Then, thin your dough by working it through each roller setting until about the 7 or 8 mark. You want the dough nice and thin, so you can see your hand through it, but not so thin that it’s falling apart and hard to work with.

Lay finished strip of dough on cornmeal-dusted surface and repeat with remaining chunks of dough. If your dough is going to sit for more than 10 minutes, I recommend placing plastic wrap over the finished strips – this will keep them from drying out.

assemble ravioli

On your prepared strips of pasta, place a teaspoon or two of mushroom filling 1/2 of your strips, about 1/2-1 inch apart. You can make a lot of tiny ravioli or make fewer, larger ravioli, whichever you prefer, just leave enough room in-between filling, to seal each ravioli well.

Using a pastry brush (or your fingers, if you don’t have a brush), lightly brush the egg wash in a grid fashion, around the filling. (I’ll admit I don’t always mess with the wash and can still make the pasta pretty well.

Place another strip of pasta on to and, starting at one end, cover and lightly press dough between filling rows, until you’ve reached the end of the strip.

Then, press around each filling firmly, trying to press out any air around the filling, as you go.

Using a sharp knife, cut out your ravioli, then press the edges of each one quickly, making sure they’re sealed.

Place finished ravioli in boiling, salted water for about 3 minutes. Remove from water with a slotted spoon or skimmer, plate, drizzle with sauce, sprinkle with freshly grated cheese and serve.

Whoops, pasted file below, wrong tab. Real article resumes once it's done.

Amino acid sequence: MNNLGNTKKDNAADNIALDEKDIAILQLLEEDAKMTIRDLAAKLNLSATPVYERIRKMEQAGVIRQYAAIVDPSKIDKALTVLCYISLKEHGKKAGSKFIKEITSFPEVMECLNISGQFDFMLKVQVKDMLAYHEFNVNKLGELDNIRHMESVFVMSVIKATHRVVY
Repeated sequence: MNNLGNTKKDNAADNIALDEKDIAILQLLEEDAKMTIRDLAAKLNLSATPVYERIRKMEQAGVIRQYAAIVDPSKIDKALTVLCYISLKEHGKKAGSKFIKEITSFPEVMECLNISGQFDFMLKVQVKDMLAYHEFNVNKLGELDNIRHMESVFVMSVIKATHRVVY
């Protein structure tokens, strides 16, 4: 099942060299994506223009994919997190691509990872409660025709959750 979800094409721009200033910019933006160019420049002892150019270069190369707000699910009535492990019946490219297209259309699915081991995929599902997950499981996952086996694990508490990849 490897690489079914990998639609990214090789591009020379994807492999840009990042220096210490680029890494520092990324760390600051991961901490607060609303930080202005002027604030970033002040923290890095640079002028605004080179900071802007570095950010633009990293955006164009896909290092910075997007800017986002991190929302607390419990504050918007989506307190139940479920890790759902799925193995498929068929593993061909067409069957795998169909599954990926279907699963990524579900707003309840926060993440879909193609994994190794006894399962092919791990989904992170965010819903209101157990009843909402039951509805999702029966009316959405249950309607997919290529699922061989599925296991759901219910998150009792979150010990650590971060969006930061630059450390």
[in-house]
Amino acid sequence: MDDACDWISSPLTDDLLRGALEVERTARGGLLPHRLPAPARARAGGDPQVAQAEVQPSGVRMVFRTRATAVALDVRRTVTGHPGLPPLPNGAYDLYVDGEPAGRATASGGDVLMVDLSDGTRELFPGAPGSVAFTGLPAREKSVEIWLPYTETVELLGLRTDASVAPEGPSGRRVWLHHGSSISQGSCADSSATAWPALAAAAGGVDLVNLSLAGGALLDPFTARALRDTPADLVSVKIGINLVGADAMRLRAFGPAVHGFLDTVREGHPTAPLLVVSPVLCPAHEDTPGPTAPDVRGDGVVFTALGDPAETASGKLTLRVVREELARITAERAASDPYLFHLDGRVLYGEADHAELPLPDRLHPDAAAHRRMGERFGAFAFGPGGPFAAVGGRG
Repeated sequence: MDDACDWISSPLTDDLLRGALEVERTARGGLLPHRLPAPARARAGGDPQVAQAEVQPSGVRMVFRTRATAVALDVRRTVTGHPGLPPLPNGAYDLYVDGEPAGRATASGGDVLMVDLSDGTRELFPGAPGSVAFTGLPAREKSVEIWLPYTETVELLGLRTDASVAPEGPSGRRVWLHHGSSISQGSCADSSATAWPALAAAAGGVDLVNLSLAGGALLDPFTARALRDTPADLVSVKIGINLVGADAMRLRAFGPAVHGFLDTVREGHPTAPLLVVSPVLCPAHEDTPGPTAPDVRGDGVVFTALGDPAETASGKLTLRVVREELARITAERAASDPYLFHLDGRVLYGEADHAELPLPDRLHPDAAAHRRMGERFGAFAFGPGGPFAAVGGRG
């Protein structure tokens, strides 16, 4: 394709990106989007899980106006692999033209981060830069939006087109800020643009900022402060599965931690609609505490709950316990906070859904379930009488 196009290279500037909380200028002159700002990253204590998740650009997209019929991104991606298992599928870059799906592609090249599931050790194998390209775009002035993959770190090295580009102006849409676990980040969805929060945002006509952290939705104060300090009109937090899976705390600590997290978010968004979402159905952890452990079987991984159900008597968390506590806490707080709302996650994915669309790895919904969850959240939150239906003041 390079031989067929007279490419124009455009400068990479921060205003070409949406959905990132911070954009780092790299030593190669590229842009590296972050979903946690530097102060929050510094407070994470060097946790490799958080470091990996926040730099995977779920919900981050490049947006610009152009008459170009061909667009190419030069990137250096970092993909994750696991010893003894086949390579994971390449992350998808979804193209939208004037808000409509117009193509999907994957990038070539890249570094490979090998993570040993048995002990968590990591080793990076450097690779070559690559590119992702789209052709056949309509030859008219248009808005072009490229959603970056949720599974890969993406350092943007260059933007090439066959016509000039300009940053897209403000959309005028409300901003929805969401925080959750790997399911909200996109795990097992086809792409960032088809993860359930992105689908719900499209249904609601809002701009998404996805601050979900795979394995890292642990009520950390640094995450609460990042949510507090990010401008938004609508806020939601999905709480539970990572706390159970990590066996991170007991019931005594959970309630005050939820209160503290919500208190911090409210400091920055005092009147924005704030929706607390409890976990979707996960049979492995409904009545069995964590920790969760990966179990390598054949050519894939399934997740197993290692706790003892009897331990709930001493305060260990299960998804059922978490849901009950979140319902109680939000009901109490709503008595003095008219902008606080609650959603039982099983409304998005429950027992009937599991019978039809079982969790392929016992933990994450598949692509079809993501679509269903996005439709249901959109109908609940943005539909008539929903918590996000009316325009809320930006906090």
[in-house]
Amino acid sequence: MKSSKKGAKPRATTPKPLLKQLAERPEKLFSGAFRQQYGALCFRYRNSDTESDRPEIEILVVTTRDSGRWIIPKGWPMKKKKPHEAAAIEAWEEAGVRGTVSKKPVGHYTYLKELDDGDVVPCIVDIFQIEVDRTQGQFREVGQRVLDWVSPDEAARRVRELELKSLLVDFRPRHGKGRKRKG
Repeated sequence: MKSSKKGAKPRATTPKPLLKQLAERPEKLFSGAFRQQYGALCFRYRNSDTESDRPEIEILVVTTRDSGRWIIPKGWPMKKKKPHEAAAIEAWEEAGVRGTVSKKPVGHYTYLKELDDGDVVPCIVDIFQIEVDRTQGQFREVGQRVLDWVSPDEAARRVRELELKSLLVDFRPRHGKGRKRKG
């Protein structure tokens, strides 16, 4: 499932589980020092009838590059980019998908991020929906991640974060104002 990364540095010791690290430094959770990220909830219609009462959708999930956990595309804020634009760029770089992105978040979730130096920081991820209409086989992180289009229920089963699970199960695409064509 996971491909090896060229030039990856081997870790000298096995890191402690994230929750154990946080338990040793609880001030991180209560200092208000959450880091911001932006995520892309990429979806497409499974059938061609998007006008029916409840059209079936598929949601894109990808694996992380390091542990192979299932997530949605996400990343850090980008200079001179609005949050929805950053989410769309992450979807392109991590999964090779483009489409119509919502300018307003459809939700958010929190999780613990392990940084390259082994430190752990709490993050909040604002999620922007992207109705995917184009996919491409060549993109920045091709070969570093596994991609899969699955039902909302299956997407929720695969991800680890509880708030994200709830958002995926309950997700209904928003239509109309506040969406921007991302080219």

This is a delicious way to spend a cold, snowy evening. If you’ve never made homemade pasta, the silkiness and flavor of it is outstanding and totally worth the extra work involved. I know I covered a lot here, so if you catch any errors or missed-steps, please let me know…hopefully I covered it all!

I hope everyone is staying warm…and full.

25 thoughts on “Mushroom Ravioli with Browned Butter, Garlic and Fresh Herbs

  1. Really nice. I have been planning to do a ravioli post for a while now (probably with a duck filling). You have inspred me to get back to work on it πŸ™‚

    • You had me at “duck filling”! I would love to see your recipe – I’ve never had it in ravioli but I love duck…it sounds delicious! Please get back to work! πŸ™‚

  2. The Editors of Garden Variety says:

    I have yet to make homemade pasta but this meal looks so wonderful, I must try to make it.

  3. Ha! You win–I’ve never seen “Take the dog out for a walk” in pasta instructions before. We love homemade ravioli. We do the pasta both from scratch and, depending on how serious we’re feeling and the amount of time we have, from wonton wrappers. Your filling sounds delicious. A mushroom filling with just shiitakes is a new wrinkle for me. I’ll have to give it a try. Thanks. Ken

    • I try and inject some humor where I can, so thanks for noticing, Ken! πŸ™‚ I’ve seen ravioli done with wonton wrappers, but never tried it…it may be a shortcut that I need to try soon. These are delicious but there’s definitely some work involved.

  4. I feel like I’m the only person in the world who doesn’t like mushrooms – and I also feel like I’m missing out! Although, your descriptions are enough to make me try anything again. Then again, slathered with enough butter, I will happily choke anything down. πŸ˜‰

    • I made a more classic ricotta-filled ravioli that I topped with a fresh tomato and basil sauce, also. I’ll be posting that soon! It is true though that butter makes everything better! πŸ™‚

  5. It has been way too long since I have made pasta from scratch up your post has made my fingers itch to do it gain soon (and actually it has also made my mouth water)

  6. Oh wow, now I know what I shall be preparing this weekend. You have provided another inspirational recipe Lesley and a real joy to look at the images as well……..I so cannot wait for your book…….here’s hoping. Best
    Regards james